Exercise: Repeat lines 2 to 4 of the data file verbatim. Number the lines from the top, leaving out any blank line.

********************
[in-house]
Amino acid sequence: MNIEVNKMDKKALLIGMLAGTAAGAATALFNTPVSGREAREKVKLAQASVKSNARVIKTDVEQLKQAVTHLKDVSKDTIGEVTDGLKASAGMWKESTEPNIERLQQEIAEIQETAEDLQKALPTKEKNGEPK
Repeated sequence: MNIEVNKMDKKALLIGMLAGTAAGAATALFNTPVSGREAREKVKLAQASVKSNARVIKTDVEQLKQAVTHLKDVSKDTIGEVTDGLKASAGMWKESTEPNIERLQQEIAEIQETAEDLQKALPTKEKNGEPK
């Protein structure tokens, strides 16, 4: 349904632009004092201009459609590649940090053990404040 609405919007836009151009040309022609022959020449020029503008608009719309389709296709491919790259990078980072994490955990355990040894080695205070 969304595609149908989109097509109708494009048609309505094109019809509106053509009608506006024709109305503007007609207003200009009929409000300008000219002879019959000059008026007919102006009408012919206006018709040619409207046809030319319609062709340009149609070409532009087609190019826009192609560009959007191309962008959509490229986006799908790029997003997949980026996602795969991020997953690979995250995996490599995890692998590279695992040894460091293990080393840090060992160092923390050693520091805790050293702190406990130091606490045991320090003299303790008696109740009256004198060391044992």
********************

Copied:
Amino acid sequence: MNIEVNKMDKKALLIGMLAGTAAGAATALFNTPVSGREAREKVKLAQASVKSNARVIKTDVEQLKQAVTHLKDVSKDTIGEVTDGLKASAGMWKESTEPNIERLQQEIAEIQETAEDLQKALPTKEKNGEPK
Repeated sequence: MNIEVNKMDKKALLIGMLAGTAAGAATALFNTPVSGREAREKVKLAQASVKSNARVIKTDVEQLKQAVTHLKDVSKDTIGEVTDGLKASAGMWKESTEPNIERLQQEIAEIQETAEDLQKALPTKEKNGEPK
């Protein structure tokens, strides 16, 4: 349904632009004092201009459609590649940090053990404040 609405919007836009151009040309022609022959020449020029503008608009719309389709296709491919790259990078980072994490955990355990040894080695205070 969304595609149908989109097509109708494009048609309505094109019809509106053509009608506006024709109305503007007609207003200009009929409000300008000219002879019959000059008026007919102006009408012919206006018709040619409207046809030319319609062709340009149609070409532009087609190019826009192609560009959007191309962008959509490229986006799908790029997003997949980026996602795969991020997953690979995250995996490599995890692998590279695992040894460091293990080393840090060992160092923390050693520091805790050293702190406990130091606490045991320090003299303790008696109740009256004198060391044992």